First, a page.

"That is incompatible with trying to lessen the harm. Their job is to sell drink. My job is to point out what the difficulties are and what can be done to limit the harm. The Government should decide what side of this debate they want to support."
    Dr Barry said it was disappointing that the GAA had decided to continue its sponsorship agreement with Diageo. "It’s certainly regrettable that the premier sporting organisation in the country on the one hand sets up a group to deal with alcohol abuse as an issue and on the other hand their marketing people are chasing Diageo for money."
    Dr Barry says the price we are paying as a nation in terms of our increasing levels of alcohol abuse is clear. "For the decade of the 1990s we had a 41% increase in per capita consumption of alcohol, and that was by far the highest increase in Europe. Many reports have shown the harm that is being caused. It is a major problem in A&E; it is linked to an increase in young adult suicide; there has been an increase in sexually transmitted infections in younger people; there has been an overall increase in alcohol-related mortality;an increase in chronic liver disease; public order offences are increasing; we continue to have too many deaths on the roads, deaths through house fires; deaths through drowning-they have all increased.”
    Dr Barry says he is against penalising people who turn up drunk in A&Es, or that they should be shifted out of A&Es altogether and dealt with separately.
    "A lot of people who are drunk have health needs and these have got to be dealt with. Drunk people in A&Es can aspirate and vomit and die and many people who are drunk have serious dangers to their own health in the immediate term so I don't think you can shift them off. If they come into A&E they have got to be seen like any other patient. Also, I do not think that charging them extra would be a disincentive.
    "I would suggest that we try and bring in measures that would lessen the number of people who are turning up with alcohol problems at A&E."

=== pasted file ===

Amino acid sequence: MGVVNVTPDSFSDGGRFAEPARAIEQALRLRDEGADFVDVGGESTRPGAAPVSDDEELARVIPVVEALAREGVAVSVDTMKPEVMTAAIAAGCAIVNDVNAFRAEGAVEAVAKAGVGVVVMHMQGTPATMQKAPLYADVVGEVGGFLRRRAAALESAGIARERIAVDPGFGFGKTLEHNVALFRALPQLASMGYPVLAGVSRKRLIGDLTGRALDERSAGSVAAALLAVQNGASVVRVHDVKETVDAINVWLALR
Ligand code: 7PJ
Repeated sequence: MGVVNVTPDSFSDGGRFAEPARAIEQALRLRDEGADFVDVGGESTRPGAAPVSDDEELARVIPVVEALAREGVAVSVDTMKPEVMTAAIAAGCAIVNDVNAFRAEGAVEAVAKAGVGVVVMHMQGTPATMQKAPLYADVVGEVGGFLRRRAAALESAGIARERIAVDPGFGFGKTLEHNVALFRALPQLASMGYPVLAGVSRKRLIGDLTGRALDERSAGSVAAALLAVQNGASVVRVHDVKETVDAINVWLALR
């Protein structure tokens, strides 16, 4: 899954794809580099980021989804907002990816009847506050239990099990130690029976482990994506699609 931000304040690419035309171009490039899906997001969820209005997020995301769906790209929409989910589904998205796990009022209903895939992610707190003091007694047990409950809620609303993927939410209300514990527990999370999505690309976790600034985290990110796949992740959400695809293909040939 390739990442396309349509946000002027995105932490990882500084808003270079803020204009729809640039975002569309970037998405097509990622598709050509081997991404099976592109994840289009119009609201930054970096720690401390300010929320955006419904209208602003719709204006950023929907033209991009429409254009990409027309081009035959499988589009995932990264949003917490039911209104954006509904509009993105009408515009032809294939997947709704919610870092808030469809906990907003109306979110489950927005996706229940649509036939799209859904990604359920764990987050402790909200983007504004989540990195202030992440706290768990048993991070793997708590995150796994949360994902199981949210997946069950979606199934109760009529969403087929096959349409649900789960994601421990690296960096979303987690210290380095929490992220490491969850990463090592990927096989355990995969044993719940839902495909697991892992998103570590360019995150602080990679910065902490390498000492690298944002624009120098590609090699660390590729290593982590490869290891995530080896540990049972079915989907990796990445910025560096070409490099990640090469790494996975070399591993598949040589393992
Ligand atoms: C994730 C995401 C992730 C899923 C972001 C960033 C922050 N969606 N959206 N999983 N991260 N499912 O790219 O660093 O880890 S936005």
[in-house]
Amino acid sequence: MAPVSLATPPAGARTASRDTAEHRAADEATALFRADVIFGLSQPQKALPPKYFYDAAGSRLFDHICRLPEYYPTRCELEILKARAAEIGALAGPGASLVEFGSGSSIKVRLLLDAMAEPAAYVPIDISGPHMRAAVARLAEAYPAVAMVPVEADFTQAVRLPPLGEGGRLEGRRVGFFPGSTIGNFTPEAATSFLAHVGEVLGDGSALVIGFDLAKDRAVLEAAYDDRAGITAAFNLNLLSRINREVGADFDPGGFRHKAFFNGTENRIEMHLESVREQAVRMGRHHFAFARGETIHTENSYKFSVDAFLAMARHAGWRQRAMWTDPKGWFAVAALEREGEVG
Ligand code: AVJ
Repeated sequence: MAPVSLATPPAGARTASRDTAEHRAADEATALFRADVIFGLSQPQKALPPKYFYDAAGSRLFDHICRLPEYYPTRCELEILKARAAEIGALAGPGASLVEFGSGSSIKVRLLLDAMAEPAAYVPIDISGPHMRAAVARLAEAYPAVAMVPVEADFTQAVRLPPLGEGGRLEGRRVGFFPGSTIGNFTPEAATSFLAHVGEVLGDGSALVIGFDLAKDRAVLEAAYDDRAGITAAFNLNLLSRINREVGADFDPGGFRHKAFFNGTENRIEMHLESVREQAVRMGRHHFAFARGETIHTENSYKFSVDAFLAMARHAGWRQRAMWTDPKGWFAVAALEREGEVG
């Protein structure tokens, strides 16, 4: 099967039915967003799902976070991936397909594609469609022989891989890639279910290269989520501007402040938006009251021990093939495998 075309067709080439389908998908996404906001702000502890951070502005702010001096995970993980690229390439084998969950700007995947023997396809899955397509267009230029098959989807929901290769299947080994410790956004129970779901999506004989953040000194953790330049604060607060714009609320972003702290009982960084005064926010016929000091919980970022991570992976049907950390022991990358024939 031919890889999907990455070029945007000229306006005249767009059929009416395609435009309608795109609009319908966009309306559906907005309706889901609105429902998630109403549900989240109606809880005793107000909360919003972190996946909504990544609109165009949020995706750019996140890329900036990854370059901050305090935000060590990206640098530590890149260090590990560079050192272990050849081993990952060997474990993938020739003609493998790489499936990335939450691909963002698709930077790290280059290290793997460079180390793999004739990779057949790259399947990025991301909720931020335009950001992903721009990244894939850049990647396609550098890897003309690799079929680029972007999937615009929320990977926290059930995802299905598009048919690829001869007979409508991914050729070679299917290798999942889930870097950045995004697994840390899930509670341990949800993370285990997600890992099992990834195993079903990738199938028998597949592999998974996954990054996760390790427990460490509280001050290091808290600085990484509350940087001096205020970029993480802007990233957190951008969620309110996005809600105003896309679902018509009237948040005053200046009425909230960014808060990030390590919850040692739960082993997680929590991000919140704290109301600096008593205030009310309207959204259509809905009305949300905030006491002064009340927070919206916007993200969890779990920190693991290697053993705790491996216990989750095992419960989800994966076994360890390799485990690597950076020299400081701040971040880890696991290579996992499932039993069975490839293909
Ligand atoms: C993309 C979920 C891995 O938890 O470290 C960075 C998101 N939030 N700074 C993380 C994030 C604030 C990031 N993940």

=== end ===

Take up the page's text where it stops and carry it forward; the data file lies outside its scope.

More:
Dr Barry said the café bars proposal from Justice Minister Michael Mc Dowell would have been a good idea in principle. "But the proposal was not really about café bars but about the liberalisation of the availability of alcohol overall and the plan was to add café bars to 'superpubs'. The 'spin' that was put on it was that we would replace superpubs with café bars, but the way the proposed legislation was presented, that would not have happened. The bill was ultimately withdrawn because the publications objected to it for other reasons."

    He feels that drink is now often sold too cheaply in off-licences and this encourages more young people to drink. “Drink has in recent years become a lot cheaper in off-licences, Pubs in one sense are now a lot safer places from the point of view of the community. The abolition of the groceries order on below cost selling is obviously going to bring the price down further. Calls to exempt alcohol from the order were ignored by the relevant Minister, Micheal Martin. This was disappointing in terms of his history of being very positive on public health issues while Minister for Health. Another key factor is it is easier for an underage person to get alcohol in an off-licence. It should also be pointed out that the relative tax on alcohol has decreased over the past 15 years."
    Dr Barry said he believes the drinks industry and vintners have too much power and influence but he feels this will change. "The public is getting more angry. I think things will change. I think a lot of people do want something done on alcohol abuse and the Government has not latched onto that yet. Some opinion polls have shown that the majority of people want something done on this.
    "When it comes to alcohol, I believe the Government is bowing too much to the power of the drinks industry and is not really taking on the measures that have been shown to be effective and that would reduce our alcohol abuse problem.
    “Most adults drink, so policy changes will have to be implemented in a slightly different way than is the case with tobacco or illicit drugs. Most adults do not now smoke; most adults do not use illicit drugs, so in a way it is easier to have policies in these areas. Effective policies on alcohol will impact on all drinkers so there is a question about whether the population is prepared to pay the price in order to have a better relationship with alcohol. I think the proportion of people who are prepared to tolerate measures across the board is increasing”.